Cardiovascular Conditioning

By Robert Reames, CSCS, *D, RTS1, CPT Cardiovascular (CV) exercise requires movement of the body produced by large muscle groups over a sustained period of time. The benefits of CV exercise done on a consistent basis are numerous. You allow your body a huge opportunity to burn a tremendous amount of calories by including CV activity as a mainstay in your fitness regimen. This work is a key element of your program that you must include to successfully manage your weight, attain your realistic fitness goals and maintain the optimal overall health and wellness that you desire. Some of these health benefits include: - Increase in circulation - Improvement in overall heart health, including increase in stroke volume and cardiac output - Decreased blood pressure - Decreased resting heart rate - Increased lung function - Improvement in blood lipid profile - Less prone to fatigue - Improvement in overall energy, stamina and endurance - Increase in muscular endurance - Increase in insulin sensitivity - Improvement in mood and sense of well being I strongly recommend using a heart rate monitor when participating in CV exercise as well as when lifting weights. These monitors indicate your heart beats per minute (bpm) and are one of the best ways to monitor your exercise intensity as well as to track your progress over any given period of time. As you progress in your CV workouts, you will see that by working out on a regular basis over time, you can do more total work with less effort. The three stages of your cardiovascular workout should include: The Warm-up: The warm-up phase is the beginning portion of your workout and basically prepares your body for physical activity. This graduated activity increases active blood flow to the working muscles, increases heart and respiratory rate, increases overall body tissue temperature and facilitates neural transmission for motor unit recruitment. The warm-up phase of your workout should last approximately 5-10 minutes. The Workout: This portion of the workout can last from 10-50 minutes depending on your specific realistic goals and current fitness level. This is the core of your CV workout. At this point, you should be into your target heart rate zone and ready for action. The Cool Down: This phase should also last 5-10 minutes and in essence is the opposite of the warm-up. This is an important phase of your CV workout and should not be overlooked. The cool down slowly decreases the workload of the CV system and allows a smooth and safe transition back to the lower work demand. Be sure to include stretching as part of your cool down phase. For instance, it's your first day of CV exercise and your goal is to walk outside for 20 minutes. You begin at a comfortable pace with your 5-minute warm-up, gradually escalating your heart rate into the entry level of your target zone (see below). You continue your workout phase for 10 minutes. At that point, you begin your cool down phase which lasts for 5 minutes. Include some light stretching. You have completed your first workout! You can use the following factors to quantify the amount of work done per week overall in your CV program. Consult with your doctor regarding your specific parameters in any one of these areas, especially if you are just beginning an exercise program. He or she will give you insight as to an appropriate, customized program and heart rate training zone for your individual goals and current fitness level. Consistency is key for all modes of exercise. Count on the fact that you will include exercise as a staple in life. With this in mind, begin your program at levels that are comfortable yet challenging. You don't want to do too much at the onset and risk injury and or over training. Frequency: A minimum of 3 to 6 days per week of CV exercise. Time: 20 to 60 minutes of sustained or interval training. This includes both the warm-up and cool down phase. Intensity: Generally speaking, you want to work out between 50-75 percent of your maximal heart rate. You can calculate your zone simply by subtracting your age from 220 and multiplying by your desired intensity. For example, the target zone for a 40-year-old female who wants to work between 65-75 percent of her MHR would be 117-135 bpm. Mode: CV workouts and activity can done in a variety of locations, modes, settings, and levels. Examples include: - Walking or running outside or at a track - Walking or running stairs at a park or beach - Gardening, mowing the lawn or raking leaves - Dancing - Sporting activity such as basketball or soccer - Biking - Swimming - Martial arts - Walking the golf course You can work out at the gym or at home on a variety of machines or group classes which include: - Treadmills, elliptical trainers, steppers, stationary bikes and rowing machines - Aerobic dance - Spinning - Kick boxing - Power yoga - Circuit weight training It's important that you choose activities that you enjoy and feel comfortable doing. If you like the work, you'll look forward to it and be consistent. Variety is a big factor in exercise adherence as well. Below are some workout features of three of the most popular CV exercise machines used in fitness centers and home facilities worldwide: Treadmills: Treadmills provide an excellent weight-bearing workout. Walking and running are natural motions for us as human beings in locomotion. Treadmills provide a smooth and very predictable terrain, meaning no rocks, chuckholes or uneven surfaces. Most on the market now provide flexible decks as well. Both of these factors add up to a safe and comfortable workout for the user. Walking and running have been staples in exercise programs since the beginning of time. These modalities work. Elliptical Trainers: Elliptical trainers combine the motions of a treadmill, stepper, ski machine and a bike in one non-impact, weight-bearing motion. Some on the market provide both forward and reverse motion to add variety. Total body elliptical trainers provide arm motion as well. Although you do use both upper and lower body motion in a total body unit, if you work on a unit that does not have the arm motion and you do your own natural arm motion, you not only do more work but you receive balance and core training as well. Be ready to hold onto the hand rails (try not to lean on them) should you need them to catch your balance or rest. Stationary Bikes: Upright bikes take up very little space. Bikes are another mode of exercise that have provided both fun and fitness to many walks of life over the years. It is a non-weight bearing form of CV exercise. This does not mean, however, that the workout will lack intensity; quite the opposite is true. Ask anyone who has trained for a bike race. Recumbent bikes provide added comfort for bike lovers with the added back support from the seat. Comfort is not synonymous with easy in this case. You choose your intensity level. Because the legs are more level with the torso, the venous return back to the heart is very efficient. The lower body workout from both types of stationary bikes is excellent. Plan ahead, schedule your workouts and be consistent. It's no secret that if you are committed to your exercise program and make it a priority in your life, all realistic goals can be conquered. The bottom line is: You've got to keep moving! Our bodies are engineered for locomotion and genetically pre-dispositioned for movement. Burn more calories, stay active and have fun with this! You'll feel better, look better and add quality years to your life.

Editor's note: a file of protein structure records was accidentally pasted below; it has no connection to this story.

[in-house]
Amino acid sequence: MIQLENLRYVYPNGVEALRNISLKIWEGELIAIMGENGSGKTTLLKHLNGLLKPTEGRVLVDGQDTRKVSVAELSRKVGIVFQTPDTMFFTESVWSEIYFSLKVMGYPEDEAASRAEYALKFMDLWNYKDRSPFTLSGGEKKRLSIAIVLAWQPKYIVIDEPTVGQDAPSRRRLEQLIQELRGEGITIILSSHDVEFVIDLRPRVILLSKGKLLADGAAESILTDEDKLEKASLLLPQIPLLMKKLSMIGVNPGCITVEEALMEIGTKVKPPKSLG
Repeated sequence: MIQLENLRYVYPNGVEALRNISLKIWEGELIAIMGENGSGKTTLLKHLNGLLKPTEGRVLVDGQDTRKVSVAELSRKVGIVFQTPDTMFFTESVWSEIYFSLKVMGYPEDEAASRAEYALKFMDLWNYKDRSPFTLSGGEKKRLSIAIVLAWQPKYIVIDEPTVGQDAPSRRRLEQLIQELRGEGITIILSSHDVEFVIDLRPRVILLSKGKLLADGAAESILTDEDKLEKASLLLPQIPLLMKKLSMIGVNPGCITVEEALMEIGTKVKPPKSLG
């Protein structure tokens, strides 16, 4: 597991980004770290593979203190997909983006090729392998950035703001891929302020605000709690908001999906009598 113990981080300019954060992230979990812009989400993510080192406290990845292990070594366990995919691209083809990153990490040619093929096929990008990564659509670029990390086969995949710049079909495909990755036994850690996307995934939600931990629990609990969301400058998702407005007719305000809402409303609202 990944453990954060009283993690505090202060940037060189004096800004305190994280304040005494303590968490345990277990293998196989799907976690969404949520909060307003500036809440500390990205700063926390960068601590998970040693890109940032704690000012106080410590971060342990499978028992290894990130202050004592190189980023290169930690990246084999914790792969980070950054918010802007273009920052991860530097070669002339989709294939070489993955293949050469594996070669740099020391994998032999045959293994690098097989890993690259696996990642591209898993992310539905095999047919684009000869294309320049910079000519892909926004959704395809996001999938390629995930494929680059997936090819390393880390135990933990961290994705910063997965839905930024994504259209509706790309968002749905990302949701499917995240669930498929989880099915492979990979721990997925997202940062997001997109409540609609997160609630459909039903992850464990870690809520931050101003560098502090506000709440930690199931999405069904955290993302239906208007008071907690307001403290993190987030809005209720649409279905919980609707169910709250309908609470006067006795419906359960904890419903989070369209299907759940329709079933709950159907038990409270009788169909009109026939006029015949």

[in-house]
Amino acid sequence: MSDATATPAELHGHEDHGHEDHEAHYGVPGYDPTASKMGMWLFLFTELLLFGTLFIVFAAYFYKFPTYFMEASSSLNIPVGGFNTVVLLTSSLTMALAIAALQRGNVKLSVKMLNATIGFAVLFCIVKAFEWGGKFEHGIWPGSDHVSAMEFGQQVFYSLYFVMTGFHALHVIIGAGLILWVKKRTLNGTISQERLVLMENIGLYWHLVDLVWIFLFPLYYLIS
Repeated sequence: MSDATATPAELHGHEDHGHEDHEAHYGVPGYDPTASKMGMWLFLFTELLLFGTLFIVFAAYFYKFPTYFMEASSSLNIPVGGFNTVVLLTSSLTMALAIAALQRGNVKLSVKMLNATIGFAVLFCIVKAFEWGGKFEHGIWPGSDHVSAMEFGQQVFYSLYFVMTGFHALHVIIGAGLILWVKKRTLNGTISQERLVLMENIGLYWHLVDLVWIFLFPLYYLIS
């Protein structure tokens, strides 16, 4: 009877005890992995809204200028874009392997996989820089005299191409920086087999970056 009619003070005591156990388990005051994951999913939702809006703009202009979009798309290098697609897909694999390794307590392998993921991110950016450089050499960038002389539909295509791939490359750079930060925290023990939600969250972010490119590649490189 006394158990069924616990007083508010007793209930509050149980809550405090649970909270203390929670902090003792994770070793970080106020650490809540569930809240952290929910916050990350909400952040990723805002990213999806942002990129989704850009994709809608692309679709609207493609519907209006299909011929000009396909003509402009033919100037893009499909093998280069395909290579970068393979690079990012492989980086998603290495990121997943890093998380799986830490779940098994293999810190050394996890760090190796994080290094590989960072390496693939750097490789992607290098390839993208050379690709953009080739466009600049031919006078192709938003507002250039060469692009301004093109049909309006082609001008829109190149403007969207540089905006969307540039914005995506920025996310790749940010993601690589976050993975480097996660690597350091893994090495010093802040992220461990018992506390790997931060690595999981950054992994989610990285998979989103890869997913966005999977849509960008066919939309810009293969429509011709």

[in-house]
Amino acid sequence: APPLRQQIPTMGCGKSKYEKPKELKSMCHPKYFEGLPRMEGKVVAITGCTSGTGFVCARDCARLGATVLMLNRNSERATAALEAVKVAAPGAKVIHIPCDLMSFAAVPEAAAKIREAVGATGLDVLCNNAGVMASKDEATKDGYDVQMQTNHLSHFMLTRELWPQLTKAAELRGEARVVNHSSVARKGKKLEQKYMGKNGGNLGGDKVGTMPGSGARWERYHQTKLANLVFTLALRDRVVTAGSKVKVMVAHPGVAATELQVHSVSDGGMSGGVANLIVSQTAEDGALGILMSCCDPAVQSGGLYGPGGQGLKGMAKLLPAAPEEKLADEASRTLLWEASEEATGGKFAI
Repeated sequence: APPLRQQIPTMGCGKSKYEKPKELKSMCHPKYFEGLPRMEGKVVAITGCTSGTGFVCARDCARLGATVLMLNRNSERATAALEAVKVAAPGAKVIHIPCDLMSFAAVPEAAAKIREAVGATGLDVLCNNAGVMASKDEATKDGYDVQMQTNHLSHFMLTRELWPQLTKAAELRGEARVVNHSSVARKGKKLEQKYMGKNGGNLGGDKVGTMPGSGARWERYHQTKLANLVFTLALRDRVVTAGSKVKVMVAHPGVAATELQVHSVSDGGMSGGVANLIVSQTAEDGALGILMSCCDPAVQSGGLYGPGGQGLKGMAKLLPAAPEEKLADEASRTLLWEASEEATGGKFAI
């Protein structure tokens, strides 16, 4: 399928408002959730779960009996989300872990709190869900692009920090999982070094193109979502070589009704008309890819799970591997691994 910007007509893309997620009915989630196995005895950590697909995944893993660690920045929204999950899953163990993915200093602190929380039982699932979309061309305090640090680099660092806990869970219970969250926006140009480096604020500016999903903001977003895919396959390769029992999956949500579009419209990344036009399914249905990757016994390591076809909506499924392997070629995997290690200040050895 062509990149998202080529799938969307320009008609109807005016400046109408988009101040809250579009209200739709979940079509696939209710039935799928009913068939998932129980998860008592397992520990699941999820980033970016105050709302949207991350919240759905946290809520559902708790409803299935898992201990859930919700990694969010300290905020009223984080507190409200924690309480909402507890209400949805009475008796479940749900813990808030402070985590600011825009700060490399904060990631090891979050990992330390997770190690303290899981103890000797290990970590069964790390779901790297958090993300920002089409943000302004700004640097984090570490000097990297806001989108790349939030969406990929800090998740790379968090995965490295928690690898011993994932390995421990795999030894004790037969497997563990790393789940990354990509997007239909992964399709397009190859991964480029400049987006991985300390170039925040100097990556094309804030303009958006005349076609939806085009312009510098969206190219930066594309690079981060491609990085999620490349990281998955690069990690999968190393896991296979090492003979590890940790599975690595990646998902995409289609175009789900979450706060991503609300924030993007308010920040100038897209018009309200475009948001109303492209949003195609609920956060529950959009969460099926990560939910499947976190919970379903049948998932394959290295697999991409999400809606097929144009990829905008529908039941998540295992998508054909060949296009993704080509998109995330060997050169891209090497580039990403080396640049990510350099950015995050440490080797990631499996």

Around the Web